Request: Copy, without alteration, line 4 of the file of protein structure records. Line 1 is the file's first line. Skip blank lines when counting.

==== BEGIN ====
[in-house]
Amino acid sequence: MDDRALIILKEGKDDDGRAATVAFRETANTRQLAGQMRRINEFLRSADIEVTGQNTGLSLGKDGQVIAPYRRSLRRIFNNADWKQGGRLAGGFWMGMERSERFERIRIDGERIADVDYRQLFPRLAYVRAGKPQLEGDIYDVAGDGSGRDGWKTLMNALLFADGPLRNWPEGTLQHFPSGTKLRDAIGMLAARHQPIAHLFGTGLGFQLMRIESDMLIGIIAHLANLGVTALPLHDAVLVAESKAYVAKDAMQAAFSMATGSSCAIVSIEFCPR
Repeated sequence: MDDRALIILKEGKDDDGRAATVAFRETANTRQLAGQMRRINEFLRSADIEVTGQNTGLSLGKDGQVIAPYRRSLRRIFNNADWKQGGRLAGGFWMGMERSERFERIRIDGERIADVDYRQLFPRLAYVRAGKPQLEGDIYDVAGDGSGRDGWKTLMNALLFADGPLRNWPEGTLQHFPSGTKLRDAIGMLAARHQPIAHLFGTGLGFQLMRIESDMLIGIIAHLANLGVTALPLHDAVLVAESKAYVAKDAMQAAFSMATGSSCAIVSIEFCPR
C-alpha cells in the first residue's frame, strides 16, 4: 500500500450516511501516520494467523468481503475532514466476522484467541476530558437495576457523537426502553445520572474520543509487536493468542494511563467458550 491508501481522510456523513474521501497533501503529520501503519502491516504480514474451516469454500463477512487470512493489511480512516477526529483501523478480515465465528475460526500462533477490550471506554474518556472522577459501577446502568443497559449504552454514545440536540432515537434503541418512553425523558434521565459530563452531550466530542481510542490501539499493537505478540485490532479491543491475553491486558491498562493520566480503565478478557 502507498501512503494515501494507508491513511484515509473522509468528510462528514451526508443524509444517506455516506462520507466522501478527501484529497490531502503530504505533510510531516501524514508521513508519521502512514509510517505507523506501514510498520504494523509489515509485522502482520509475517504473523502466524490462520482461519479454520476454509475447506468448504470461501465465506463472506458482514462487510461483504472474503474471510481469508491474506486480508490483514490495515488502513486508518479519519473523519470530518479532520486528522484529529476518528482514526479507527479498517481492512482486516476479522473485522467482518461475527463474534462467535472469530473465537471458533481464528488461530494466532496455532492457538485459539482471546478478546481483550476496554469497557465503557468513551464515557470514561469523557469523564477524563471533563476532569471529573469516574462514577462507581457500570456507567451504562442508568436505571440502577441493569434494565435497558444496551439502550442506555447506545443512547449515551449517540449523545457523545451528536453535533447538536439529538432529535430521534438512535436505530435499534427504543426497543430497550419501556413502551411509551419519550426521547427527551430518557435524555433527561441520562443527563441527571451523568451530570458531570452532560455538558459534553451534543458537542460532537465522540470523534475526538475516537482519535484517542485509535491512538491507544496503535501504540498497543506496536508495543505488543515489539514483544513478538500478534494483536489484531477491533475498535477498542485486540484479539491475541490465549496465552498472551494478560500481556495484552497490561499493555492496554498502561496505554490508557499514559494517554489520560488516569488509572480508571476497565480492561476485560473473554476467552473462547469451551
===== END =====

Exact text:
C-alpha cells in the first residue's frame, strides 16, 4: 500500500450516511501516520494467523468481503475532514466476522484467541476530558437495576457523537426502553445520572474520543509487536493468542494511563467458550 491508501481522510456523513474521501497533501503529520501503519502491516504480514474451516469454500463477512487470512493489511480512516477526529483501523478480515465465528475460526500462533477490550471506554474518556472522577459501577446502568443497559449504552454514545440536540432515537434503541418512553425523558434521565459530563452531550466530542481510542490501539499493537505478540485490532479491543491475553491486558491498562493520566480503565478478557 502507498501512503494515501494507508491513511484515509473522509468528510462528514451526508443524509444517506455516506462520507466522501478527501484529497490531502503530504505533510510531516501524514508521513508519521502512514509510517505507523506501514510498520504494523509489515509485522502482520509475517504473523502466524490462520482461519479454520476454509475447506468448504470461501465465506463472506458482514462487510461483504472474503474471510481469508491474506486480508490483514490495515488502513486508518479519519473523519470530518479532520486528522484529529476518528482514526479507527479498517481492512482486516476479522473485522467482518461475527463474534462467535472469530473465537471458533481464528488461530494466532496455532492457538485459539482471546478478546481483550476496554469497557465503557468513551464515557470514561469523557469523564477524563471533563476532569471529573469516574462514577462507581457500570456507567451504562442508568436505571440502577441493569434494565435497558444496551439502550442506555447506545443512547449515551449517540449523545457523545451528536453535533447538536439529538432529535430521534438512535436505530435499534427504543426497543430497550419501556413502551411509551419519550426521547427527551430518557435524555433527561441520562443527563441527571451523568451530570458531570452532560455538558459534553451534543458537542460532537465522540470523534475526538475516537482519535484517542485509535491512538491507544496503535501504540498497543506496536508495543505488543515489539514483544513478538500478534494483536489484531477491533475498535477498542485486540484479539491475541490465549496465552498472551494478560500481556495484552497490561499493555492496554498502561496505554490508557499514559494517554489520560488516569488509572480508571476497565480492561476485560473473554476467552473462547469451551